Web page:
This website will offer limited functionality in this browser. We only support the recent versions of major browsers like Chrome, Firefox, Safari, and Edge.


What Is Persistent Genital Arousal Disorder?

by Allyson Augusta Shrikhande, MD, CMO

Sexual pleasure under appropriate circumstances is normal and natural, something that we should be able to talk about openly without shame or stigma. However, for some, feelings of sexual arousal may be constant and intense, occurring in unwanted situations. For these people, this can be embarrassing, uncomfortable, and even painful. This is known as Persistent Genital Arousal Disorder, or PGAD. It’s a real medical condition with real medical causes, and its symptoms are not normal, but they can be treated.

What is Persistent Genital Arousal Disorder?

Persistent Genital Arousal Disorder, also known as restless genital syndrome or persistent sexual arousal syndrome, is a condition that causes uncontrollable, unwanted spontaneous sexual arousal without any sexual stimulation with or without orgasm. While most common in women, it can also affect males. Persistent arousal can last days and even weeks, causing pain, discomfort, and disruptions in your day to day life.

What are the symptoms of PGAD?

The disorder is generally marked by ongoing feelings of sexual arousal that become uncomfortable and disruptive. In women, this can involve unprompted swelling of the clitoris and labia, as well as wetness, itching, and burning. Men with PGAD often report penile pain or erections that do not go away even after several hours. When symptoms first emerge, the disorder is often mistaken for a urinary tract infection because of similar feelings of itching and burning. UTIs, if untreated, can also cause Persistent Genital Arousal Disorder symptoms.

What causes Persistent Genital Arousal Disorder?

There are a variety of things that can cause PGAD, but the specific root cause can often be difficult to identify. It has been linked to inappropriate firing of the pudendal nerve. Risk factors for PGAD include previous gynecological or urological surgery, pelvic floor muscle spasm, underlying gynecological disorders, lumbar spinal stenosis, and tarlov cysts.

How is PGAD diagnosed?

It can be tricky to establish the exact cause of Persistent Genital Arousal Disorder, it is best to start with a full history and exam. Diagnostic testing to discover the root of the disorder can include urine culture and analysis to rule out a urinary tract infection, measurement of blood flow in the genital region, and imaging to assess the lower spine and pelvis.

A Balanced Approach to Treating PGAD

Past results have shown that a balanced, multi-disciplinary approach to treating PGAD can often help mitigate the intrusive, uncomfortable feelings caused by the disorder and significantly improve your quality of life. We have seen significant improvement in symptoms through a treatment plan combining pelvic floor physical therapy, with a precise external ultrasound guided pelvic floor trigger point injection and nerve block protocol to improve blood flow, reduce inflammation, and relieve oversensitivity of the pudendal nerve which causes PGAD.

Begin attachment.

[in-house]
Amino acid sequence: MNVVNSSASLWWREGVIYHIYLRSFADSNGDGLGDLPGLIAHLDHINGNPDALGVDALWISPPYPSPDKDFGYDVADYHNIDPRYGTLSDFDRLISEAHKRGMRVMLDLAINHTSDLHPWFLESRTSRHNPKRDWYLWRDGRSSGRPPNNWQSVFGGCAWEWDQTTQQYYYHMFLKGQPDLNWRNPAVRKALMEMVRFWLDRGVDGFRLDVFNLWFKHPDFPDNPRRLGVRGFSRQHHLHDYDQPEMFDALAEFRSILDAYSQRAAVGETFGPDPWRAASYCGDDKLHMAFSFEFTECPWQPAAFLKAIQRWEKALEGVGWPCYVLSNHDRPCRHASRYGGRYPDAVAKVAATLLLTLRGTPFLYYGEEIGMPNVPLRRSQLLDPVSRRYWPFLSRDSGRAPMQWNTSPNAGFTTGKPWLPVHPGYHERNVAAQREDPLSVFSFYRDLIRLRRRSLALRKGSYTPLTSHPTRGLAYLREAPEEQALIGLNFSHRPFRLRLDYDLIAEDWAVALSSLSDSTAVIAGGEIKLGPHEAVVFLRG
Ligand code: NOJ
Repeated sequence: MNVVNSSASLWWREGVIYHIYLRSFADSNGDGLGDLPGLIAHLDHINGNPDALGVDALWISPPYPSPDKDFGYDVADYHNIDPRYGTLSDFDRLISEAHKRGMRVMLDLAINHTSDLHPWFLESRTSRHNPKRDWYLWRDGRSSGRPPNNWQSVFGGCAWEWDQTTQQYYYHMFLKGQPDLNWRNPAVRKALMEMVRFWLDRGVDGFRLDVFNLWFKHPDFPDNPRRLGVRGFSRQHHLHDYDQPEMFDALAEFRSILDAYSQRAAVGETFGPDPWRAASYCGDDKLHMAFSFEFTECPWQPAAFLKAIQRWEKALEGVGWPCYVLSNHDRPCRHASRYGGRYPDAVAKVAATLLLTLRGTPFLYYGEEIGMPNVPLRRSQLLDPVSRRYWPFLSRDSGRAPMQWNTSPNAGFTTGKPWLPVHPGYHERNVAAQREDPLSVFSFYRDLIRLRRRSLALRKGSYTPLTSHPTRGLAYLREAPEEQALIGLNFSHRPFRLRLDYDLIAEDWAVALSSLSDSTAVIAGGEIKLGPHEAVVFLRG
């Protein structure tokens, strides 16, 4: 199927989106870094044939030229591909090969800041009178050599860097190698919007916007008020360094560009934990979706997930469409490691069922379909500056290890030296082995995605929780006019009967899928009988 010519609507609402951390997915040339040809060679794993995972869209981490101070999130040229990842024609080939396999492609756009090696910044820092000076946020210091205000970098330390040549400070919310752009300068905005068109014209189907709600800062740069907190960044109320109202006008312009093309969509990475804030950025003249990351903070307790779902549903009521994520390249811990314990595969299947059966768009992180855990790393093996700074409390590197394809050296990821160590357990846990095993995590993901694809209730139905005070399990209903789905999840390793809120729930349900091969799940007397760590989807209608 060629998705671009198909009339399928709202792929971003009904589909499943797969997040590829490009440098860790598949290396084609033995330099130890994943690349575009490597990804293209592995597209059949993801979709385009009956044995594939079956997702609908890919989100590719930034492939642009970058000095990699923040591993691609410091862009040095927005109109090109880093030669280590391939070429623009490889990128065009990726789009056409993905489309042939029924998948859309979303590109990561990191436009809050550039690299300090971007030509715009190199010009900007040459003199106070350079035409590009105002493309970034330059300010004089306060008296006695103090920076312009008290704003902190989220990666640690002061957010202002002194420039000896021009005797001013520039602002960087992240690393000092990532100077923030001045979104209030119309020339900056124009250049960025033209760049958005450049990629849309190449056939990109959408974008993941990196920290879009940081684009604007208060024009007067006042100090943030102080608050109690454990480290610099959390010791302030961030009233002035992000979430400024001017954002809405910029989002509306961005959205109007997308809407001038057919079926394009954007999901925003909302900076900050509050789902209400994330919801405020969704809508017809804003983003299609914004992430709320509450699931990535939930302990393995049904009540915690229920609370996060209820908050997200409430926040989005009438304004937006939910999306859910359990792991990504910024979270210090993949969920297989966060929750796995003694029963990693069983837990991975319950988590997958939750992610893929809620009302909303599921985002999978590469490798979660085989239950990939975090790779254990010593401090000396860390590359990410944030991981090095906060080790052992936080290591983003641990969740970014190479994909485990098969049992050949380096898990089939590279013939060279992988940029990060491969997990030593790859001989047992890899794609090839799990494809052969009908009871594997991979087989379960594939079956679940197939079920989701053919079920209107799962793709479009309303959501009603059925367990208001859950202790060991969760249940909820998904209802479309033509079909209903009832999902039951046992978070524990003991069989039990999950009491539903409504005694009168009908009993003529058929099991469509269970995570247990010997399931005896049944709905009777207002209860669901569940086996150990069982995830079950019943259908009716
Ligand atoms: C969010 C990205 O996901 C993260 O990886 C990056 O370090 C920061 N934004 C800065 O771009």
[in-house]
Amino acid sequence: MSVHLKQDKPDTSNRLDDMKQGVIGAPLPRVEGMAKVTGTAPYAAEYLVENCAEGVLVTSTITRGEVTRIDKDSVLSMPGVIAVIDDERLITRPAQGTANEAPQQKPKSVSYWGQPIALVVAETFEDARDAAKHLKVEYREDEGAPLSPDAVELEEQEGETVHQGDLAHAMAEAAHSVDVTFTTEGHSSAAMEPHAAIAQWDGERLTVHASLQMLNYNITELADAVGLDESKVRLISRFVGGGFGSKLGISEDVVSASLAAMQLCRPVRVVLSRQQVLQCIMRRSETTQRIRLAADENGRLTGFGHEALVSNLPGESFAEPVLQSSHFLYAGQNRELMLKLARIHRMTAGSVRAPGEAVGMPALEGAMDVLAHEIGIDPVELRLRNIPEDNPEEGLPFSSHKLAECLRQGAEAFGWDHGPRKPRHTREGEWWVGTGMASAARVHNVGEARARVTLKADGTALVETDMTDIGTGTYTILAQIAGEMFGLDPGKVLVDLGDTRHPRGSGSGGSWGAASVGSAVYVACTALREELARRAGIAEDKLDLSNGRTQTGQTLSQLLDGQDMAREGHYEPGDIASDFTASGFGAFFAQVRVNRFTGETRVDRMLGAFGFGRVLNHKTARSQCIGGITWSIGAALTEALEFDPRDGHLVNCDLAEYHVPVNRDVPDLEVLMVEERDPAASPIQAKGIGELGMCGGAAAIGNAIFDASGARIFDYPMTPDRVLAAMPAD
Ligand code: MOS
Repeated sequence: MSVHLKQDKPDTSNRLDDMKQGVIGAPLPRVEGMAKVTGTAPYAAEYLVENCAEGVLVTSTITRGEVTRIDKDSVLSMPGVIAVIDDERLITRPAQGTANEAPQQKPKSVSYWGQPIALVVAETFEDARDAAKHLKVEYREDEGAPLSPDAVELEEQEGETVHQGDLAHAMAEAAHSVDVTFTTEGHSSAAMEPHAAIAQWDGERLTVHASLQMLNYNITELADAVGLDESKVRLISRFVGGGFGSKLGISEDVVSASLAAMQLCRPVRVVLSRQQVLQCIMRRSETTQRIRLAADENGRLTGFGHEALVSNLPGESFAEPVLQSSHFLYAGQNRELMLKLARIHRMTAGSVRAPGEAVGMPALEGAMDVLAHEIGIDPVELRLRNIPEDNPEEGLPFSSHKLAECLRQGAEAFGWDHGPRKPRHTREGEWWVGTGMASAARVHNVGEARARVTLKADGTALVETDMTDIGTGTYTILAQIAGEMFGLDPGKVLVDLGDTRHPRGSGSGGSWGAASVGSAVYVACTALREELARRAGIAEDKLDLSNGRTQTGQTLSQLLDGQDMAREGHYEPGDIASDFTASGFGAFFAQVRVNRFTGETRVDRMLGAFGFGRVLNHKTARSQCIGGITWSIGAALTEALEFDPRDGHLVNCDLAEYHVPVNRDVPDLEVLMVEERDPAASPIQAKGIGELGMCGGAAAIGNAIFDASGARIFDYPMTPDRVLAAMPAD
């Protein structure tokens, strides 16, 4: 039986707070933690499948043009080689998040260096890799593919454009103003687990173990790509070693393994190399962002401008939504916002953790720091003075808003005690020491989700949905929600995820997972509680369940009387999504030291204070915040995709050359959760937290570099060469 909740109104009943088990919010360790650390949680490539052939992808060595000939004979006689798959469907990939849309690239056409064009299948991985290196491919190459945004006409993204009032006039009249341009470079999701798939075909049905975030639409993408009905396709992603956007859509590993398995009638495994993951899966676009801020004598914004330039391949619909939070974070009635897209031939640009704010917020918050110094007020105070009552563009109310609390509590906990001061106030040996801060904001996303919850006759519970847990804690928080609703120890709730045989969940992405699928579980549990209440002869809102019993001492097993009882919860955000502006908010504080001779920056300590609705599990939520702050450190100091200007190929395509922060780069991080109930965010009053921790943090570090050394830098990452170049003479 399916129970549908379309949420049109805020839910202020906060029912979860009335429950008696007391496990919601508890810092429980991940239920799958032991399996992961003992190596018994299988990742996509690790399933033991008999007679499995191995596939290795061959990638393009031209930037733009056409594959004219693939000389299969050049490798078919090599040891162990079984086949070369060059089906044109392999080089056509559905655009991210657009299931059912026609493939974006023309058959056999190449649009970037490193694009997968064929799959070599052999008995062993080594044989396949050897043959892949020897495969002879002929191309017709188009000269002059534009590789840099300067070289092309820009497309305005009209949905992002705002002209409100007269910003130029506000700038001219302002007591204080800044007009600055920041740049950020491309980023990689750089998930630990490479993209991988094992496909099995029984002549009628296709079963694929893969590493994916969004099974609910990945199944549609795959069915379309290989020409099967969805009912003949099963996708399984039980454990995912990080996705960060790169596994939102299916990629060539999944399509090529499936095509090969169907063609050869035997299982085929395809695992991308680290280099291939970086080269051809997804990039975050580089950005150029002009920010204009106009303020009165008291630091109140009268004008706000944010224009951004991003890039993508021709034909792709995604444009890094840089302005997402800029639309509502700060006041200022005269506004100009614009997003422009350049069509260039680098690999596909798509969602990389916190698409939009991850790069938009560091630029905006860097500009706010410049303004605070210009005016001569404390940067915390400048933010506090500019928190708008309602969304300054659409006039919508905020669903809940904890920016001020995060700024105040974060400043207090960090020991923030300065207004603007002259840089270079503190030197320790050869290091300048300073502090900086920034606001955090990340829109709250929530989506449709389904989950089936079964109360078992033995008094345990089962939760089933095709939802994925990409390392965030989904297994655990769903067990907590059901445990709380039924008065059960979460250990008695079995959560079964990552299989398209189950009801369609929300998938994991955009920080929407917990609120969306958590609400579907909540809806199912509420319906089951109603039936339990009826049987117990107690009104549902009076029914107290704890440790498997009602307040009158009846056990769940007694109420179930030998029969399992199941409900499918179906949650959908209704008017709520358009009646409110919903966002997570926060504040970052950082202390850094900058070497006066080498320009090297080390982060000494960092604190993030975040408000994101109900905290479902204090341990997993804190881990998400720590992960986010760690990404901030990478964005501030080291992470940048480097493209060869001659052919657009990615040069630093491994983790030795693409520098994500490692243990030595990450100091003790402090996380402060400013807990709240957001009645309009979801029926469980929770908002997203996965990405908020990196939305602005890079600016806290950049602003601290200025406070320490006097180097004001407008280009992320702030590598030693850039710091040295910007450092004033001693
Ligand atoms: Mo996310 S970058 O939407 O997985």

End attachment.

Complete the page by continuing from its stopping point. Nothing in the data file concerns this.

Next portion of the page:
Depending on the causes of the disorder, changes in medication may also help, as well as simple remedies like icing the affected area. Some doctors may prescribe a topical painkiller in the form of a gel or cream to help reduce discomfort.

PGAD & Mental Health

While it is not known whether mental health issues are a cause of PGAD, it’s not uncommon for them to exist alongside one another. Anxiety, depression, obsessive compulsive disorder, and other mental health conditions are present in numerous cases of persistent genital arousal disorder. Cognitive behavioral therapy (CBT) may be recommended to help to identify triggers of PGAD symptoms, treat a hyper nervous system and develop coping techniques to deal with flare-ups.

Don’t suffer in silence!

PGAD is an understandably sensitive condition and far too often it goes untreated because patients are embarrassed or visit unqualified doctors who are not able to recognize the symptoms. It is a real disease and requires attention from a qualified expert with experience treating it. If you believe that you are experiencing symptoms of this disorder, please don’t hesitate to contact a medical health professional. And remember: you are never alone.

Dr. Allyson Shrikhande, a board certified Physical Medicine and Rehabilitation specialist, is the Chief Medical Officer of Pelvic Rehabilitation Medicine. A leading expert on pelvic health and a respected researcher, author and lecturer, Dr. Shrikhande is a recognized authority on male and female pelvic pain diagnosis and treatment.